Before trying to figure out who John Carlos is or why he is who he is, you've got to know that when he went to college he barely knew how to read. Yet, growing up in Harlem, John Carlos knew how to hustle. Now he hustles not on the corner of 143rd Street and Fifth Avenue or in Darby's pool hall, but everywhere, all the time, for acceptance, for love, for money, for success. But he demands all these things on his own terms. The reality of John Carlos is fixed within himself and it will stay that way, and he will succeed—or fail—because of it. "I hate to copy my man," he says, "but I have to agree with Ali. I've always been my own man. I've made myself. I will always do what I think is right."
But what John Carlos thinks is right keeps changing. At the Olympics, for instance, he was not only interested in winning medals but in espousing Black Power and, of course, joined Tommie Smith in the black glove demonstration. Now he is far less militant and is dedicating himself to setting world records—principally in the 100 and 220—which he could do any weekend. And he is out to get some of the white man's money. Carlos is eligible for this year's pro football draft, and the pros don't draft extremists even if they go 6'4", 202 pounds and run the 100 in 9.1.
In public, at track meets, the new Carlos plays the clown, kidding his fellow athletes, signing autographs for his fans, rapping with the crowd. After winning the 200-meter dash in the Dr. Martin Luther King Jr. International Freedom Games at Villanova, Pa. last month he was at the top of his form—waving an index finger to let everybody know who was No. 1, apologizing for losing the 100 earlier in the meet, patting a baby girl on the head, taking a container of orange juice from a spectator, drinking it, giving it back, then laughing with everyone when a man yelled, "Hey, Carlos, let them give you a Wheaties job like Bob Richards."
Yet in private he still can be extremely serious. By far, his greatest concern is his wife Kim and their 3-year-old daughter Kimme. "My little girl is growing up," he once said, "and when she comes to me and tells me, 'Daddy, my dresses are too small,' I have the responsibility of getting her new ones."
June 8, 1969
And he tells the story of a plane ride he took shortly after the incident at the Olympics, when a stranger, for a moment, saw his other side. "On a plane," Carlos says, "I usually sleep. But this one time I sat down next to a guy who had this fear. He needed someone to talk to while flying. He said he'd buy drinks for me if I'd talk. I figured since he was buying, all right. Naturally, he wanted to talk about the demonstration. He didn't know who I was, and he was saying how he thought Tommie [Smith] was O.K. but how he didn't dig that Carlos. I just very quietly tried to explain the whole philosophy behind what we did. We had a good talk. Finally, when we got to the Coast and it was time to leave, the guy looked at me and said, 'I never did get your name.' I shook his hand and said, 'John Carlos.' His mouth dropped and he just said, 'You know, from all I've read I never imagined you could be like this, that you could talk this way.' "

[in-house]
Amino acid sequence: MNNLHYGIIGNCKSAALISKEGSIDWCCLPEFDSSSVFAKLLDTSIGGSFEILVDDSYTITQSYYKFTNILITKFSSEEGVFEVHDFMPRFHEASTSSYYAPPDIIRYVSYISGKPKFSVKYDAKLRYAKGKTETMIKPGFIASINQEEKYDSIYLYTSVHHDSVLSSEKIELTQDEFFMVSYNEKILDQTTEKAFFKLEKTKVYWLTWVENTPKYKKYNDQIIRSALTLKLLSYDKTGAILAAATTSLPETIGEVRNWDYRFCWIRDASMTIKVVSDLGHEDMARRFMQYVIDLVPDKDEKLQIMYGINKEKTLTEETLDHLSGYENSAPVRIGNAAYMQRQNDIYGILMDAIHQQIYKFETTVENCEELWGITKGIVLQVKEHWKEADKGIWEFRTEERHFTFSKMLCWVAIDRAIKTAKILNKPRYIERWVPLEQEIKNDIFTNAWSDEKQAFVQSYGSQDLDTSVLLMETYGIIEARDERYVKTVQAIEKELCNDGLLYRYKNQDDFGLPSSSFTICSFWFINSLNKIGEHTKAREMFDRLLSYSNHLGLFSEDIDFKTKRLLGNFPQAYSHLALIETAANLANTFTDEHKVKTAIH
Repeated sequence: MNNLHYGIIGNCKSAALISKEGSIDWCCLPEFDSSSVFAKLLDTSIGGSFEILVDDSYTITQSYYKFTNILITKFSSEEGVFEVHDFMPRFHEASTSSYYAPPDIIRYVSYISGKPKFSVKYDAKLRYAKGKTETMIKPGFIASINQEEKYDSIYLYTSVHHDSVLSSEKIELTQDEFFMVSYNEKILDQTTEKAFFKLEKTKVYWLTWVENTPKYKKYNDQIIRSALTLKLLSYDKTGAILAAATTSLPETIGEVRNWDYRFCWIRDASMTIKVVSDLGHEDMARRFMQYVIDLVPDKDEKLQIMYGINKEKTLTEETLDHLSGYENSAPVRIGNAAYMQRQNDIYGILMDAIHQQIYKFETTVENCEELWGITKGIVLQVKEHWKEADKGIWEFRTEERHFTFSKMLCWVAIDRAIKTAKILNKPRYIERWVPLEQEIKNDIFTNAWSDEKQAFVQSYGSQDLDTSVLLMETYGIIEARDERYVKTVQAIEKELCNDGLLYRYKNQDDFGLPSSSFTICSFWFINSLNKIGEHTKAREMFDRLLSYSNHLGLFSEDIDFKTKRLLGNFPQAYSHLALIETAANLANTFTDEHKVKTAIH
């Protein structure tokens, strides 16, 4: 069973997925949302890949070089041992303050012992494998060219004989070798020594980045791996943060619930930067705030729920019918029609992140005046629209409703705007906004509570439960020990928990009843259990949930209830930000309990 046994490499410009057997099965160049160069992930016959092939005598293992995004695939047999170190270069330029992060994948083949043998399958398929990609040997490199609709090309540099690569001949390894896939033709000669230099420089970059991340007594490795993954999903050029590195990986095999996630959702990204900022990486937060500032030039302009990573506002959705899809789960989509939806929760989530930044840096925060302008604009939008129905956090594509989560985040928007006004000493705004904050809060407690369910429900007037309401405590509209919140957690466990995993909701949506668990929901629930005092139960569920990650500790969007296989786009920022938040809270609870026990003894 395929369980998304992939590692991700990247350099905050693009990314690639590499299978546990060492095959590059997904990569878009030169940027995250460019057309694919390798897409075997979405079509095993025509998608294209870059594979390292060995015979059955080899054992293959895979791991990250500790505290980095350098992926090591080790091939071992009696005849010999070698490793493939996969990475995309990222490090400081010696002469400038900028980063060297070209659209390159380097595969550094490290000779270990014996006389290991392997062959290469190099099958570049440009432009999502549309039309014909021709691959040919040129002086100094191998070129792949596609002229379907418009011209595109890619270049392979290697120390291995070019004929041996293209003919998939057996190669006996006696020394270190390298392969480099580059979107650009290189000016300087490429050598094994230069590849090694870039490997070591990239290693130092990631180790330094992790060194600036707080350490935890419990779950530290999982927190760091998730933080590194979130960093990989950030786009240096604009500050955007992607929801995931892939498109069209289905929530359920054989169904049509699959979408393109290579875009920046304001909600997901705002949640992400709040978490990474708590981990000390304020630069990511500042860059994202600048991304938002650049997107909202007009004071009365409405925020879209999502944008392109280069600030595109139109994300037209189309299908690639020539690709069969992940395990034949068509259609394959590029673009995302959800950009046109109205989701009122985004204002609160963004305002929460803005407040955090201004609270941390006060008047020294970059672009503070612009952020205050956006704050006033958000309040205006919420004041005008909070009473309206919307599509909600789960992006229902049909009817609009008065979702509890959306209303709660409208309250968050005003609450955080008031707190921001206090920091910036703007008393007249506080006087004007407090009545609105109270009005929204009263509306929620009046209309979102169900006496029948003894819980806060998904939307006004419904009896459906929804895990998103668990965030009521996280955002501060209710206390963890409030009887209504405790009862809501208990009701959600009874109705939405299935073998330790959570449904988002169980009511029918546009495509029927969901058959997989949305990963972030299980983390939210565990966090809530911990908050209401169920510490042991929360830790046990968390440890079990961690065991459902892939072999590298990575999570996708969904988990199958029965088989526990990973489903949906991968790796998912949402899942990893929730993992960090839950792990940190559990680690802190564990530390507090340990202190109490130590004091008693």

In a simpler day John Carlos might have been nothing more than the latest World's Fastest Human—a long-legged, powerful runner who tied the world record in the 100-yard dash (9.1) this year and last year ran a 19.7 200 meters, which wasn't a world record only because he was wearing brush shoes, which have been deemed illegal by the International Amateur Athletic Federation. He has lost only once in his last 18 races over 100 and 220 yards (or their metric equivalents) and has won six straight Most Valuable Performer awards.
But the times and John Carlos are not so simple. It was once written that 10 years may pass like an uneventful day, but there may come a day that is like 10 years. For John Carlos that day was an October afternoon in Mexico City. After Tommie Smith won the gold medal in the 200 and Carlos won the bronze they mounted the victory stand and, as The Star-Spangled Banner was played, raised their black-gloved fists and bowed their heads. From that moment they became more than just fast runners.
They were banished from the Olympic Village, but they were heroes to many blacks. A week afterward at Howard University, Carlos received a medallion portraying Malcolm X and remarked, "This is the real gold medal." His explanation for the Olympic demonstration came at a welcome-home rally for him and Smith at their school, San Jose State. "When Tommie and I got on that stand," Carlos said then, "we knew we weren't alone. We knew that everyone at home who was watching was up on that stand with us. We wanted to let the world know about the problems of black people, and we did our thing and stepped down. We believe we were right. We'd do it again tomorrow."
Yet today, less than a year later, Carlos has rejected such blatant militancy. This summer he is going to be a counselor and a goodwill man for the Seafarers International Union School of Seamanship in Piney Point, Md., where his boss will be Pappy Gault, the Olympic boxing coach and the man who had Olympic Heavyweight Champion George Foreman wave the American flag. At the Freedom Games, in his first race in an SIU uniform, Carlos was clean-shaven, a transformation Gault took credit for.
In a short press conference after the meet, Carlos propounded his new philosophy. "I'll still be right along with the black movement," he said. "But I'll be more discreet in my actions. I'll be going for the same things but I'll be changing my tactics. I did what I did thinking of the black kids coming around after me. I didn't want them to go through the same things as me. But I've been getting too many hate letters and it's disgusting to have my wife read them to me over the phone."
"Do you feel you were taken advantage of?" someone asked.
"Everyone has been taken advantage of by someone at some time in his life," Carlos answered. "But I don't want to name any names." At that point Gault stepped quickly forward and added, "That's right, he doesn't want to name names. That's not nice." Then he told Carlos he thought that was enough and that he should make a closing statement. Carlos said thank you, he was happy to have been able to run so well in the East and he jogged off. His little speech was, in effect, a postscript to a remark he had made earlier in the day. To avoid controversy, he told a reporter, "I don't have any more comments to make to nobody."